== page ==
On Monday night, Democratic presidential candidate Bernie Sanders dared to go where only the bravest in his party has gone before: Fox News. The network organized an hour-long town hall with the Vermont senator, and the event turned into a “ratings smash.” Almost 2.6 million viewers tuned in.
At the town hall, topics ranged from Sanders’ new millionaire status and his recently released tax returns to Medicaid for All.
When asked about national security, Sanders seized the opportunity to pivot to one of his favorite overlooked topics. “I’ll tell you what else, in my view, is a national security issue,” the Vermont senator said. “We have got, as a nation, to reject Trump’s idea that climate change is a hoax.”
Here’s where it got interesting. Sanders went on to frame climate change using some ideas from the conservative playbook, citing possible migration in the Middle East as a consequence of global warming.
“I fear very much the kind of world that we’re leaving to our kids in terms of more drought, more flooding, more extreme weather disturbances, more rising ocean levels,” Sanders said. “And when those things happen, by the way, they become a national security issue because people migrate. If I’m living in the Mid-East someplace and I can’t grow food on my land, I’m going to pick up and leave, and that causes conflicts.”
Sanders has linked conservative talking points with environmental plight before. During a 2015 Democratic primary debate, he said, “Climate change is directly related to the growth of terrorism.”
There is some evidence that climate change exacerbated drought conditions leading up to Syria’s civil war and thus helped spark the ongoing refugee crisis. Sanders isn’t the first politician to note this. But it’s interesting that in the mere two minutes he spent discussing the environment, Sanders chose to mention migration, the Middle East, and job creation — hot-button topics for conservatives — rather than other issues like hurricanes Harvey and Maria, wildfires, or the Green New Deal.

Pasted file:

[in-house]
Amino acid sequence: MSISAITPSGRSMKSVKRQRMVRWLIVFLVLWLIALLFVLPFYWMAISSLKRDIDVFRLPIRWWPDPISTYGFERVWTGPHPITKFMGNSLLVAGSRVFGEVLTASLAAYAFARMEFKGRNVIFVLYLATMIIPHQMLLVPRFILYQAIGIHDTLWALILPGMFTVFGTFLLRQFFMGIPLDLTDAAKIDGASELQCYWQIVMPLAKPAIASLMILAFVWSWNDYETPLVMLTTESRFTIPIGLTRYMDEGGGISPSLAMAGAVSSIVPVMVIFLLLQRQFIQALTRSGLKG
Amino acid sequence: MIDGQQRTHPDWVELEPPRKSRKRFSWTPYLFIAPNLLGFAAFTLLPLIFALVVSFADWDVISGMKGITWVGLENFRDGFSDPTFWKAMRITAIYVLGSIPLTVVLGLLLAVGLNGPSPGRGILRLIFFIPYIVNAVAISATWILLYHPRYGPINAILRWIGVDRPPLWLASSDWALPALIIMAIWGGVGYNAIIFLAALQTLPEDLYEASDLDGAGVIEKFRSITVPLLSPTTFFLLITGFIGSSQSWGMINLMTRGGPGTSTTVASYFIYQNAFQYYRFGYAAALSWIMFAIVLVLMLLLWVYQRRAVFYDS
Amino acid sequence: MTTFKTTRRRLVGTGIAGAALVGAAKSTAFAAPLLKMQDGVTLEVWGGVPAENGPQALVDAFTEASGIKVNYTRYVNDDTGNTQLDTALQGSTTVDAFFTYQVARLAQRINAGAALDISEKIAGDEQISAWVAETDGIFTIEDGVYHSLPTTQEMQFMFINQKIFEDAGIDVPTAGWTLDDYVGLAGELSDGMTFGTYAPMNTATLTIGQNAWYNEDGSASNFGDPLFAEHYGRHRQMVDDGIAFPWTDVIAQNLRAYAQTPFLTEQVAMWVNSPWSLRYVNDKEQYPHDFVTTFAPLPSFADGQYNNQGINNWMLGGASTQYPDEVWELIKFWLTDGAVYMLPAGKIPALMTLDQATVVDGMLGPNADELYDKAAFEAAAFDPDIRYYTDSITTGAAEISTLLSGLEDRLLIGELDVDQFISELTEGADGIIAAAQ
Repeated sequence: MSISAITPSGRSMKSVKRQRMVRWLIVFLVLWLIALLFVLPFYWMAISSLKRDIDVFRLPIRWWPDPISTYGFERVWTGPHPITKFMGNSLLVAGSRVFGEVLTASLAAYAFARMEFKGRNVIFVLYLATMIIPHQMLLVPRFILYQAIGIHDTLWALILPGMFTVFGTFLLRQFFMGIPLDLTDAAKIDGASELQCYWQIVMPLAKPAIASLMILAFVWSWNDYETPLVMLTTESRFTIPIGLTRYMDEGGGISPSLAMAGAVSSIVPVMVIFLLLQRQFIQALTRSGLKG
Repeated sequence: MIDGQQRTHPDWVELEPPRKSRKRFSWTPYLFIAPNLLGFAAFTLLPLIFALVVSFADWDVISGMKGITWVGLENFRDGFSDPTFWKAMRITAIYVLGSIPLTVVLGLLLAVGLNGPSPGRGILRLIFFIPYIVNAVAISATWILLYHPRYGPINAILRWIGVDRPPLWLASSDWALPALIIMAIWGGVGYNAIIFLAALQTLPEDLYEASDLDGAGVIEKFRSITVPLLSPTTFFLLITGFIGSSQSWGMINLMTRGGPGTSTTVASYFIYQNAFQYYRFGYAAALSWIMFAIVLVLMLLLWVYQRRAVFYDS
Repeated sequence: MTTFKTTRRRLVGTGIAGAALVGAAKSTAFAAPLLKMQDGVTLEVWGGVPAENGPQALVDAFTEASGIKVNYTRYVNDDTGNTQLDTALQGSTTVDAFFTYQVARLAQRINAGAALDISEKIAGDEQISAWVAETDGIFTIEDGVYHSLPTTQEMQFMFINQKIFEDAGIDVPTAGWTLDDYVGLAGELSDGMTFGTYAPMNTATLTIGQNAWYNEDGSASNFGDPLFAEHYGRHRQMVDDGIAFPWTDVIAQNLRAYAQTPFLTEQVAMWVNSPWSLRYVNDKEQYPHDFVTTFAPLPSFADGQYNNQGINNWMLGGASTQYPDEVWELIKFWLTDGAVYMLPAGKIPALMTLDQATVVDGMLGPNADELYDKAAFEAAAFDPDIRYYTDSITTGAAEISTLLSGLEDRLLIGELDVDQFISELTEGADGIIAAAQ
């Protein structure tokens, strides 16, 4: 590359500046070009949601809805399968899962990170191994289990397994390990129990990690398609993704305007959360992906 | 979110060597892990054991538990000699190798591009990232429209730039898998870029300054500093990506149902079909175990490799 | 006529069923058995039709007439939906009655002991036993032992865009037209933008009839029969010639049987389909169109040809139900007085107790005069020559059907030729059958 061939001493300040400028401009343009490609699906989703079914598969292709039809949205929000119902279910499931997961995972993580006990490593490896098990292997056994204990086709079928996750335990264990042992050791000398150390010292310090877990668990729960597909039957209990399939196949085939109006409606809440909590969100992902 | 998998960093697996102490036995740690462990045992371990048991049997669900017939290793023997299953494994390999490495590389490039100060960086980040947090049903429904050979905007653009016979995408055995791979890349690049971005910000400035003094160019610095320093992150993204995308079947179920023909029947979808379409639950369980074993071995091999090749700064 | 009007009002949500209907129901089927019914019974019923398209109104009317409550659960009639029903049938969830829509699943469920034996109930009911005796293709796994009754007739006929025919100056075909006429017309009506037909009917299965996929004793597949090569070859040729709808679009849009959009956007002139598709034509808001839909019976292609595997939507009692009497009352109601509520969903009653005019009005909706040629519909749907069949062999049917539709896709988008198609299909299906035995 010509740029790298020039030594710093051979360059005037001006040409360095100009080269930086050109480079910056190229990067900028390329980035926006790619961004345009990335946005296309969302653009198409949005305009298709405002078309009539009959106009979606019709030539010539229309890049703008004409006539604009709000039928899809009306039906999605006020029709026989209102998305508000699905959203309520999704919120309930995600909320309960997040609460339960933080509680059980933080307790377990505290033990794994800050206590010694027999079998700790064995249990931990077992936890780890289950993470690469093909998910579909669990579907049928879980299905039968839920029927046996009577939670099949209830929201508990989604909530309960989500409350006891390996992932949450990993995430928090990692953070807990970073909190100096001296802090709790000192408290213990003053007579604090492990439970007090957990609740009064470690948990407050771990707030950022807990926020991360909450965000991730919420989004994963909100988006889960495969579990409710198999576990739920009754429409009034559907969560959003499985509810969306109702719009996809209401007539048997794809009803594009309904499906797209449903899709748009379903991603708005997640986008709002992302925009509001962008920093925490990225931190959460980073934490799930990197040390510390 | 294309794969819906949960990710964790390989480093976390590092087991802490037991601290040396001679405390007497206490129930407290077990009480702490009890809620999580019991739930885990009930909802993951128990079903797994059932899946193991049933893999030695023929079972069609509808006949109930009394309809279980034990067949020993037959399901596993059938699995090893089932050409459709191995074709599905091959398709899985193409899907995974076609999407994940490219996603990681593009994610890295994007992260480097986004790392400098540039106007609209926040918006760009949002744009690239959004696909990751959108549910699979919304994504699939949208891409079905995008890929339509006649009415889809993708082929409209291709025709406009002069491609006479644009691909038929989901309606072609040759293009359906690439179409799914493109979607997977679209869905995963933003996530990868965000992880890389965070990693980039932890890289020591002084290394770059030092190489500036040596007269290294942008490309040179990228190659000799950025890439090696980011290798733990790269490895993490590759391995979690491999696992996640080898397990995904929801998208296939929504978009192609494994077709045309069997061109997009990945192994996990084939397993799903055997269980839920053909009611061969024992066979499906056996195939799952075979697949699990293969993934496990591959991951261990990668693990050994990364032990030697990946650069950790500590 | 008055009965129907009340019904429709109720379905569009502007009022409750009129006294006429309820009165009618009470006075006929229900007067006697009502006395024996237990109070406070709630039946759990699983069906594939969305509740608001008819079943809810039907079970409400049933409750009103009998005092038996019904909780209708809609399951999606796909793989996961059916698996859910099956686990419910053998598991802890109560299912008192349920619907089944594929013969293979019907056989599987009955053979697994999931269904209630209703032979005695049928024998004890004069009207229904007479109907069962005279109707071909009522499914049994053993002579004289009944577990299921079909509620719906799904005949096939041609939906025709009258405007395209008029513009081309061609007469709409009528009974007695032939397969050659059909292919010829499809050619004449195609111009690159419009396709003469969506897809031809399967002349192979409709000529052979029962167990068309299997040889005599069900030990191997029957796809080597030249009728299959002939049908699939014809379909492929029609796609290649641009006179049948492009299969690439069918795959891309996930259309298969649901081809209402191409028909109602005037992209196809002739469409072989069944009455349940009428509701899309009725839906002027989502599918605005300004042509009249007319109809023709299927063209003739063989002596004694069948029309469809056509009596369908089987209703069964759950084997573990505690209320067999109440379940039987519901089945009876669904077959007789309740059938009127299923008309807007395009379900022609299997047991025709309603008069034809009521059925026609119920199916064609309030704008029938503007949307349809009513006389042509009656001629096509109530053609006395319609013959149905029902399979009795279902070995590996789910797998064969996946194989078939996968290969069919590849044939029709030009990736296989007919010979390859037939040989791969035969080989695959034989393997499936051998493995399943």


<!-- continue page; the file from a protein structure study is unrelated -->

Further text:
And the audience seemed to respond. Sanders drew cheers when he said transitioning to renewable energy would create millions of new jobs.
He’s not the only one making appeals about climate change recently on Fox, a network where taking the topic seriously is foreign territory. Earlier this month, climate activist Jack Vandeleuv took to the airwaves on a viral “Breakfast with Friends” segment to make the case for taking the Green New Deal seriously. And in March, millennial presidential candidate Pete Buttigieg explained why a carbon tax on buildings will stimulate the economy in a lightning round on Fox News Sunday.
Sanders’ success on the network may have paved the way for fellow Democratic candidates: The Hill reports that Buttigieg is in talks with Fox for another town hall.